Le-Million

Criterion Caravan #8: Le Million by Rene Clair (1931)

When last we met old Rene Clair a couple films back, he was busy trying to invent the musical before sound was quite up to speed yet.  Two years later we meet back with him and technology has caught up.

Standing on its own, apart from its history, Le Million holds up as a light, engaging musical comedy built around the fluffiest of plots - a search for a missing lottery ticket.  But watching it, one can feel Clair’s exuberance at getting to take this new toy for a spin.  The film features a singing chorus barking replies to the main characters, and light as it is, is completely even across the divide of 80 years, completely infectious with its joy for the medium.  The madcap musical antics seem very much to have influenced the Marx Brothers and their main sequence from Night at the Opera seems to have been lifted from an onstage at the opera chase here.   The jokes are not ones you’re going to be telling at the dinner table, but all the same, it was a shocking amount of fun to find in so early a film.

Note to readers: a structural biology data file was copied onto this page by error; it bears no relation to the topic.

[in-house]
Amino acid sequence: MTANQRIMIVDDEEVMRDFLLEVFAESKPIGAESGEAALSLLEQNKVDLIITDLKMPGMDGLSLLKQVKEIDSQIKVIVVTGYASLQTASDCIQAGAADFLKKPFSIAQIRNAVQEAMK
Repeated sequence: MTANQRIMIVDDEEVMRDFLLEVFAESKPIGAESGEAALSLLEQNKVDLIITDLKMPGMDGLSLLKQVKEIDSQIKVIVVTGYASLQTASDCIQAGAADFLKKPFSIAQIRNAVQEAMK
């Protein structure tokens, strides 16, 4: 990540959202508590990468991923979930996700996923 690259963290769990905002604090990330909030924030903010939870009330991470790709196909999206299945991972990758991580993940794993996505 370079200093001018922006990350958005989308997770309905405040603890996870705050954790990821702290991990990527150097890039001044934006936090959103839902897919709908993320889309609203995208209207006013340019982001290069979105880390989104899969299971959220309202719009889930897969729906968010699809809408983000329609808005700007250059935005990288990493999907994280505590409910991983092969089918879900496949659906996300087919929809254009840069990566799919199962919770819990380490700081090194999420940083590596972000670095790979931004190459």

Interesting side note about the depiction of infidelity in film.  In a movie these days, if someone gets caught cheating on someone, pretty much the rest of the movie has to be pure suffering in the aftermath before the ultimate reconciliation or dissolution.  In Le Million, as in many films of the time, the man gets caught.  The wife/fiance gets upset.  Then they sit down and he says, what are you getting so worked up about, and she says, aww, okay.  And that’s that. I’m not saying this was a better world.  It was always the guy cheating and the woman shrugging and forgiving for starters.  But it certainly made screenwriting easier.

Next up: We take a step backwards in time, back to the golden days of 1929 to GW Padst’s Pandora’s Box, which we somehow skipped when we passed through ‘29 the first time.